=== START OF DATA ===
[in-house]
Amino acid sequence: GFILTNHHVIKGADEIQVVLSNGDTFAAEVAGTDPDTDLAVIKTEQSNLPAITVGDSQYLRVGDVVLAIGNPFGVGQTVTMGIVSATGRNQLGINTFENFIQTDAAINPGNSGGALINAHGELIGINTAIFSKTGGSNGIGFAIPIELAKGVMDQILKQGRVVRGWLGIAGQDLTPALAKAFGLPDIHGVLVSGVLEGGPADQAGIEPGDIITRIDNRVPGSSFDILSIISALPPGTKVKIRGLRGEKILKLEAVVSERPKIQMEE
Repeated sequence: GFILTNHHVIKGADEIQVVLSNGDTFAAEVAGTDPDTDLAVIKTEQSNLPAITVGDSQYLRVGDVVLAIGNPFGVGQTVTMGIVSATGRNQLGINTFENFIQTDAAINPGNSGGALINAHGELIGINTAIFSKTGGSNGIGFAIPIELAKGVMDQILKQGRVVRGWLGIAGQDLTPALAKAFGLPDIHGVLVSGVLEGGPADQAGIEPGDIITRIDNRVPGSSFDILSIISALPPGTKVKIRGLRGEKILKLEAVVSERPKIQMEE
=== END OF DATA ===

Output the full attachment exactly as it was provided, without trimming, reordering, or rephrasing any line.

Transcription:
[in-house]
Amino acid sequence: GFILTNHHVIKGADEIQVVLSNGDTFAAEVAGTDPDTDLAVIKTEQSNLPAITVGDSQYLRVGDVVLAIGNPFGVGQTVTMGIVSATGRNQLGINTFENFIQTDAAINPGNSGGALINAHGELIGINTAIFSKTGGSNGIGFAIPIELAKGVMDQILKQGRVVRGWLGIAGQDLTPALAKAFGLPDIHGVLVSGVLEGGPADQAGIEPGDIITRIDNRVPGSSFDILSIISALPPGTKVKIRGLRGEKILKLEAVVSERPKIQMEE
Repeated sequence: GFILTNHHVIKGADEIQVVLSNGDTFAAEVAGTDPDTDLAVIKTEQSNLPAITVGDSQYLRVGDVVLAIGNPFGVGQTVTMGIVSATGRNQLGINTFENFIQTDAAINPGNSGGALINAHGELIGINTAIFSKTGGSNGIGFAIPIELAKGVMDQILKQGRVVRGWLGIAGQDLTPALAKAFGLPDIHGVLVSGVLEGGPADQAGIEPGDIITRIDNRVPGSSFDILSIISALPPGTKVKIRGLRGEKILKLEAVVSERPKIQMEE